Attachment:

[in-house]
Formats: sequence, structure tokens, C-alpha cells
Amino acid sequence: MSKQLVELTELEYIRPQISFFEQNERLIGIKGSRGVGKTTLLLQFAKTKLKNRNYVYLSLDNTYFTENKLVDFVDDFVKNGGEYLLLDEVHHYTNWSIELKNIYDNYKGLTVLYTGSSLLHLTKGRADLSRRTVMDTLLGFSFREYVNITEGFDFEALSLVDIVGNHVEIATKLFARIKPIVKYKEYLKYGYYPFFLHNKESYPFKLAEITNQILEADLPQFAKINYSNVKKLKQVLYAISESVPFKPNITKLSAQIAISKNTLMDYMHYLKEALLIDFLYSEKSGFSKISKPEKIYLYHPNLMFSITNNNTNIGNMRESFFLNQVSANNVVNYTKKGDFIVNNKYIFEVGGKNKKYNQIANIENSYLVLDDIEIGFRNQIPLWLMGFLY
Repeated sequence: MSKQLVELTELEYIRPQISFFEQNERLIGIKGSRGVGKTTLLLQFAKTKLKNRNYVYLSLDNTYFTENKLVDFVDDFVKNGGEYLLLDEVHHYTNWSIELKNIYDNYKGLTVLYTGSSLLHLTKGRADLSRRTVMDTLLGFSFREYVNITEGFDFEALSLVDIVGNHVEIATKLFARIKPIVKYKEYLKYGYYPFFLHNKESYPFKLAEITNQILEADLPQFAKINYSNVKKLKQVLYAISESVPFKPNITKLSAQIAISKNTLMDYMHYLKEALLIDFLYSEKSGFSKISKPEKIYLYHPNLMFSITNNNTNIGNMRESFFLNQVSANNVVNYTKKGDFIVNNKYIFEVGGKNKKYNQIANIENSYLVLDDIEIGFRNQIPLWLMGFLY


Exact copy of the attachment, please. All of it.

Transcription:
[in-house]
Formats: sequence, structure tokens, C-alpha cells
Amino acid sequence: MSKQLVELTELEYIRPQISFFEQNERLIGIKGSRGVGKTTLLLQFAKTKLKNRNYVYLSLDNTYFTENKLVDFVDDFVKNGGEYLLLDEVHHYTNWSIELKNIYDNYKGLTVLYTGSSLLHLTKGRADLSRRTVMDTLLGFSFREYVNITEGFDFEALSLVDIVGNHVEIATKLFARIKPIVKYKEYLKYGYYPFFLHNKESYPFKLAEITNQILEADLPQFAKINYSNVKKLKQVLYAISESVPFKPNITKLSAQIAISKNTLMDYMHYLKEALLIDFLYSEKSGFSKISKPEKIYLYHPNLMFSITNNNTNIGNMRESFFLNQVSANNVVNYTKKGDFIVNNKYIFEVGGKNKKYNQIANIENSYLVLDDIEIGFRNQIPLWLMGFLY
Repeated sequence: MSKQLVELTELEYIRPQISFFEQNERLIGIKGSRGVGKTTLLLQFAKTKLKNRNYVYLSLDNTYFTENKLVDFVDDFVKNGGEYLLLDEVHHYTNWSIELKNIYDNYKGLTVLYTGSSLLHLTKGRADLSRRTVMDTLLGFSFREYVNITEGFDFEALSLVDIVGNHVEIATKLFARIKPIVKYKEYLKYGYYPFFLHNKESYPFKLAEITNQILEADLPQFAKINYSNVKKLKQVLYAISESVPFKPNITKLSAQIAISKNTLMDYMHYLKEALLIDFLYSEKSGFSKISKPEKIYLYHPNLMFSITNNNTNIGNMRESFFLNQVSANNVVNYTKKGDFIVNNKYIFEVGGKNKKYNQIANIENSYLVLDDIEIGFRNQIPLWLMGFLY